Early birds may be more active, but night owls can catch up – Harvard Health Blog

Being an early bird has long been associated with a go-getter attitude. Early risers, or those who tend to wake up early and go to bed early, are people who naturally sleep early in the evening and naturally wake up early in the morning. For an early riser type, a 9 p.m. bedtime may be the norm, and getting up at 5 a.m. without an alarm clock feels relatively effortless.

Our internal clock controls more than sleep patterns

Being an early riser, or the opposite night owl, is generally not something that is considered to be highly in our control. Some people seem wired to sleep early, while others have a second wind and tend to sleep late. This internal clock is called our circadian rhythm, each person’s unique internal chronometer and the body’s primary controller of many functions. The most obvious are our sleep patterns; However, our internal clock also plays a role in our hunger and eating habits, our hormone levels, and maybe even our mood.

Does being an early riser or a night owl affect our health?

A growing body of research shows that we may wish to pay more attention to the circadian rhythm, also known as a chronotype. Identifying whether we’re more of an early riser or a night owl can help predict our risk for potential health problems.

A recent study of Scandinavian Journal of Medicine and Science in Sport looked at whether the body clock is related to physical activity levels. Using a wrist device that measures movement, over 5,000 participants’ activity levels were collected over two weeks. The researchers also determined whether each person was more of an early riser or a night owl, based on a well-researched questionnaire. After looking at some factors that might explain the differences, like education or original health issues, they found that being a night owl was linked to less physical activity. Night owls, compared to morning types, had up to 60 to 90 minutes less activity per day.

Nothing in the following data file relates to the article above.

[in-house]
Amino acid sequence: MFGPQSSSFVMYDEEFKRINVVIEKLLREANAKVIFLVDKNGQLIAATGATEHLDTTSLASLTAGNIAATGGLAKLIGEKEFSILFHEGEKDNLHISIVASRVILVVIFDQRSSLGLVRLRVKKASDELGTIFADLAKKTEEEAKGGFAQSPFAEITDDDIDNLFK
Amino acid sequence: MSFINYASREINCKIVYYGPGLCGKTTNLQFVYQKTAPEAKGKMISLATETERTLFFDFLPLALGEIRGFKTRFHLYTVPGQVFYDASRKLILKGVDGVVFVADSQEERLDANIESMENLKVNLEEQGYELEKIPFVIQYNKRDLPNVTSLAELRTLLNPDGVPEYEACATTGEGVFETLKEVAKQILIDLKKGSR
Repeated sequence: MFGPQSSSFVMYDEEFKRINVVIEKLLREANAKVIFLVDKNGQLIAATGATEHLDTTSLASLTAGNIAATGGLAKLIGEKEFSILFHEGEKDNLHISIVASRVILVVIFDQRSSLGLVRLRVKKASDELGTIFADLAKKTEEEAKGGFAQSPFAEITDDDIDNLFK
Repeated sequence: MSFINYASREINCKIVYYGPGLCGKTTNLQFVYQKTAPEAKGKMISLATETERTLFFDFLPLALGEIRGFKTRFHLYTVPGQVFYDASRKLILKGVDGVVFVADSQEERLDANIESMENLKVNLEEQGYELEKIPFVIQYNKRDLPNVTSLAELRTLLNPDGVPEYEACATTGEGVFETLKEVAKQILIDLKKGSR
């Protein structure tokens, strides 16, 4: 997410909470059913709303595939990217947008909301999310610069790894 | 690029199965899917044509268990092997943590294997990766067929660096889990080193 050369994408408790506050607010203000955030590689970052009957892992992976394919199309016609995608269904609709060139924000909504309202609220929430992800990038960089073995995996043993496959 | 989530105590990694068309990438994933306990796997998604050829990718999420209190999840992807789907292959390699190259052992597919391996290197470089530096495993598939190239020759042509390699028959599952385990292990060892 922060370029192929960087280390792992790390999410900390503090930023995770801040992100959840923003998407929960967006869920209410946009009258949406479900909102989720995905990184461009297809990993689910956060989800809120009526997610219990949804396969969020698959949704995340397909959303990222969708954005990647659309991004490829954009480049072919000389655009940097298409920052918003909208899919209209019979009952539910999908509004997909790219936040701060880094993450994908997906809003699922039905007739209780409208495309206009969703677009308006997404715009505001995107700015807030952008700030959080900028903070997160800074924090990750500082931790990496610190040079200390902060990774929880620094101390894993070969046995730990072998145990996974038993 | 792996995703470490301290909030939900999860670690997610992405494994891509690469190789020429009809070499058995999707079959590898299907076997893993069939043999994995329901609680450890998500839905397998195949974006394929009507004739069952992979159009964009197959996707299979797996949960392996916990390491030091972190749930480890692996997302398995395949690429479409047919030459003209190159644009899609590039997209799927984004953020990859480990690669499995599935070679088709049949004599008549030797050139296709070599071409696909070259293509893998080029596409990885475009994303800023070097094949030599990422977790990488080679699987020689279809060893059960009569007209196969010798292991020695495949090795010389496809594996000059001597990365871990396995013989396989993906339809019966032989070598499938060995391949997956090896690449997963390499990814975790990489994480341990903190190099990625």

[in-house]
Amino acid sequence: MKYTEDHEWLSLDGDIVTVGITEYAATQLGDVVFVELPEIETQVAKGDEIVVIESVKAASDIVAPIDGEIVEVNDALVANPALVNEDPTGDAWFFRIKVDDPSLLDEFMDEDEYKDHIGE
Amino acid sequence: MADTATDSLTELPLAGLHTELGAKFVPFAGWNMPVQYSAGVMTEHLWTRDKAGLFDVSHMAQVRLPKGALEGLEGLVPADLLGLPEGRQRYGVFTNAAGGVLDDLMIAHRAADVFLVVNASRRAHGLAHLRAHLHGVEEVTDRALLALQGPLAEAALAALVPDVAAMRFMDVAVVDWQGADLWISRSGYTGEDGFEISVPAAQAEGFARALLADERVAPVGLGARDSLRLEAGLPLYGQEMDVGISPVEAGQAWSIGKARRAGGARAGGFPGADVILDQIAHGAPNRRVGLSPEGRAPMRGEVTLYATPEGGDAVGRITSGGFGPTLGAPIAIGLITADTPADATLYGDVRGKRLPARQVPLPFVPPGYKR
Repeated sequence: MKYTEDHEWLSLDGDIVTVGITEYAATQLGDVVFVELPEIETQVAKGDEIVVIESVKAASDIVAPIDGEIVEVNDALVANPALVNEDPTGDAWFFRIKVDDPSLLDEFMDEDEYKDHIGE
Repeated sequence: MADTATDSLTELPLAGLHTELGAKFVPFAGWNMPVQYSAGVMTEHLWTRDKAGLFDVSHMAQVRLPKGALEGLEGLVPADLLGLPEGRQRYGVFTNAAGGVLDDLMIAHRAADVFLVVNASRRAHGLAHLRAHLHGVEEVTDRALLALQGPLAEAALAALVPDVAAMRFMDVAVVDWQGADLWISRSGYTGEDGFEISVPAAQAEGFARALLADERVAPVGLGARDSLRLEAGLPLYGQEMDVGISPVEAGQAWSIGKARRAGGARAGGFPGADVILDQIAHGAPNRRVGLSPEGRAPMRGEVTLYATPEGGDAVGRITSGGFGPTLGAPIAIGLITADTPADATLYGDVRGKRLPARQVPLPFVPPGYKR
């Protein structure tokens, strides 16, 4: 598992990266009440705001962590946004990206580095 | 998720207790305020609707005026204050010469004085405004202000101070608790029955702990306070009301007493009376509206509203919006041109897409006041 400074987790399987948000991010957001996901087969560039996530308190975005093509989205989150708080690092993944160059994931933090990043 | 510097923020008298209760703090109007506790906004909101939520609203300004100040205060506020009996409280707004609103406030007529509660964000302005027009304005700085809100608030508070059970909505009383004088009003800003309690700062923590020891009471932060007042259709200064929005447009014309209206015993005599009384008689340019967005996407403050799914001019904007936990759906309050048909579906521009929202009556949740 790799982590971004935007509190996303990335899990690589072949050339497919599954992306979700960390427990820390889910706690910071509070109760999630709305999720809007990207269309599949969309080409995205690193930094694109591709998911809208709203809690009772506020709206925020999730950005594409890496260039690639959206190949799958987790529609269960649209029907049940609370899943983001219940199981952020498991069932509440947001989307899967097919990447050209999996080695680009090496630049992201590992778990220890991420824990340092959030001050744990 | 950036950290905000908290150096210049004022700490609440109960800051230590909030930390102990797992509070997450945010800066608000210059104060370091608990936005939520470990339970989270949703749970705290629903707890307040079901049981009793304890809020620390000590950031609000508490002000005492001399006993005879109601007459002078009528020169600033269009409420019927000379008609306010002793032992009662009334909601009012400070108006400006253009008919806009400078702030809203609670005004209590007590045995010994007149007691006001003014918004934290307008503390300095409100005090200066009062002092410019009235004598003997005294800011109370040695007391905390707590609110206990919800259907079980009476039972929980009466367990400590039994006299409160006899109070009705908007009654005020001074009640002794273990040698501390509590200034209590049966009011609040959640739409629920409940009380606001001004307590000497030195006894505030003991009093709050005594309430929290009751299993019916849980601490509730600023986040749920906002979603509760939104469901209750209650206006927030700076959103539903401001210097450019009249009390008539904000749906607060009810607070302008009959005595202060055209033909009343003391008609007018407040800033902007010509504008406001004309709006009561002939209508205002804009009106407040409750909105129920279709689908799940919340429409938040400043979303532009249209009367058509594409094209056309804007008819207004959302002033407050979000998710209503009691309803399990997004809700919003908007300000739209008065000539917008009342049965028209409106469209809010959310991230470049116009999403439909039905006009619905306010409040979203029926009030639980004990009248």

Why might your body clock and activity level be related?

In short, more research in this area is needed to be sure. Most studies on this topic examine models; there appear to be emerging trends that certain body clock patterns and certain health conditions work together. What we don’t know, however, is whether being a night owl or an early bird is the cause. But when trying to figure out why, there are a number of potential factors that come into play.

For those who have more of a night owl or an “evening” type, it can be more difficult to integrate an activity into their day. For many night owls, jobs or other time constraints can mean that a morning alarm goes off long before their natural wake time. As a result, one type of night owl can start the day relatively “jet-lagged” – feeling out of sync with their body due to being awake while the body prefers to sleep. They may also be sleep deprived if they have to get up much earlier than desired. These can contribute to less activity on a regular basis.

On days off, catching up on sleep can become a priority given the lack of sleep during the week. Sleep patterns, such as how much or when people sleep, are potentially the key here, but that information was not captured in this study. Other health problems or behaviors that interfere with sleep, such as mood disturbances, can be found more often in night owls.

If I am a night owl, what can I do?

We must emphasize that this study does not tell us that being a night owl is the cause of a decrease in physical activity. (This is true for a lot of research around our body clock, as mentioned earlier.) It just shows an association between being an early riser or a night owl and certain conditions. Also, the factors at play – sleep patterns and activity – are factors over which we have some control. Although we can be hardwired to lean to be a night owl or a morning owl, most people fall somewhere in the middle. Sleep patterns and activity are changeable, and even small changes can have a big impact over days, weeks, months, and years.

Thinking about your sleep habits is one way to use the best times of the day for more activity. Are you someone who feels ready and alert in the morning? This may be the best time to take these steps. More energy at night? It might be better to plan this walk after dinner. Using your body clock to your advantage can help you optimize the best time to be active.

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Jothi Venkat

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